Tradies are an innovative bunch.
Take this example at Wallsend. Deb Richards asked her dad Jim to “train” one of her “big, nasty (but very pretty) fence roses”.
This was his solution.
“Once a tradie always a tradie. Works though,” Deb said on Facebook.
Deb told Topics that the rose bush was “a massive grower”.
It was previously cut back to a stump but keeps coming back.
“It has fierce thorns, but the blooms are beautiful,” she said.
Spring, my friends, is in the air.
Quiet hour. What a great idea. Can we have quiet days, too. Even quiet weeks. How about a quiet month? That’s probably going too far.
Coles at Newcastle Junction and Wallsend will now be offering “quiet hour” every Tuesday from 10.30am to 11.30am.
The supermarket giant described this as “a low-sensory shopping experience that’s easy on the eyes and ears”.
Quiet hour isn’t only happening in Newcastle. Coles will introduce it in 76 stores across NSW.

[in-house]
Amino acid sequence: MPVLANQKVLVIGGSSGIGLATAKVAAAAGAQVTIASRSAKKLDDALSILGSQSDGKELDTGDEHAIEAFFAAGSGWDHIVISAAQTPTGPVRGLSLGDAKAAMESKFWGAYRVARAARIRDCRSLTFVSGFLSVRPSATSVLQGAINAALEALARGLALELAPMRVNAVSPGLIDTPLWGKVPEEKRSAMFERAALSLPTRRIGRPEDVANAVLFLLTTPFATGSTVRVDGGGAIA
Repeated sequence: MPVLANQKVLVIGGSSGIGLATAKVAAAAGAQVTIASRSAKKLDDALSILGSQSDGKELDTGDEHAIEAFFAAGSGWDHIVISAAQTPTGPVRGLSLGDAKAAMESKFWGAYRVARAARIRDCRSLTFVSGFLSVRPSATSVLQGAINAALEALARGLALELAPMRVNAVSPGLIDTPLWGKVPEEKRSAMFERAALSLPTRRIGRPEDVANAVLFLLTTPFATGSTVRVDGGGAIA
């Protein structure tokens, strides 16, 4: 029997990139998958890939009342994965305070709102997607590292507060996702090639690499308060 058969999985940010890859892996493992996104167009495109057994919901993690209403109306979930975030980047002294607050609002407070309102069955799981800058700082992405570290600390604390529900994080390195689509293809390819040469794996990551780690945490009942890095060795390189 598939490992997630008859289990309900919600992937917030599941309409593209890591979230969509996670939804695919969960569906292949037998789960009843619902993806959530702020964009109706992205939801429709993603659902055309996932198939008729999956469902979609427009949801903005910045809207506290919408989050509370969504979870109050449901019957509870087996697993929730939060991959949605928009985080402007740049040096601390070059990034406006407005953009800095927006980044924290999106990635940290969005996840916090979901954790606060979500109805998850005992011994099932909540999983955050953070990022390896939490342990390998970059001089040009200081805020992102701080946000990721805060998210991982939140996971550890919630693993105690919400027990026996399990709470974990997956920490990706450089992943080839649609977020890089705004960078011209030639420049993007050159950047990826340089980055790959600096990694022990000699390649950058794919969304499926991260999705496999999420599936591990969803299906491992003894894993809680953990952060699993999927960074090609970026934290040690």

The purpose is reduced noise, lighting and distractions in store, making it easier for customers who find it challenging to shop in a “heightened sensory environment”.
During quiet hour, there will be no music played. And no announcements (unless there’s an emergency).
Those annoying scanner beeps will be reduced to the lowest volume [How about silent?]. And free fruit will be offered at the customer-service counter. Free fruit! Nice touch that. See, Coles aren’t evil plastic-bag profiteers, after all.
But we do have a suggestion for Coles and other supermarkets. How about introducing a rule that customers must be quiet at the checkout?
We know this sounds a bit extreme. But, we’re pretty sure supermarket checkout operators would love this idea. Topics has been told they tend to cop a lot of insults from nitwit customers.
No doubt, for these types, quiet hour would be quite the challenge.
While we’re on the subject of supermarkets, reader Meaghan dropped us a line to say a store called Local Crop, on Hunter Street in Newcastle, has “a push on local cabbages”.
“There’s been too much rain in short succession for the local farmers, creating a surplus,” she said.
“Not sure if it’s a talking point, but they’re going to be put back into the ground if farmers can’t shift them.”
Cassidy, from Local Crop, said “we’ve taken 100 off their hands to try and push them to as many people as we can”.
“They’re fresh, they’re cheap and it’s helping out farmers in the Hunter.”
Cabbage casserole, anyone?
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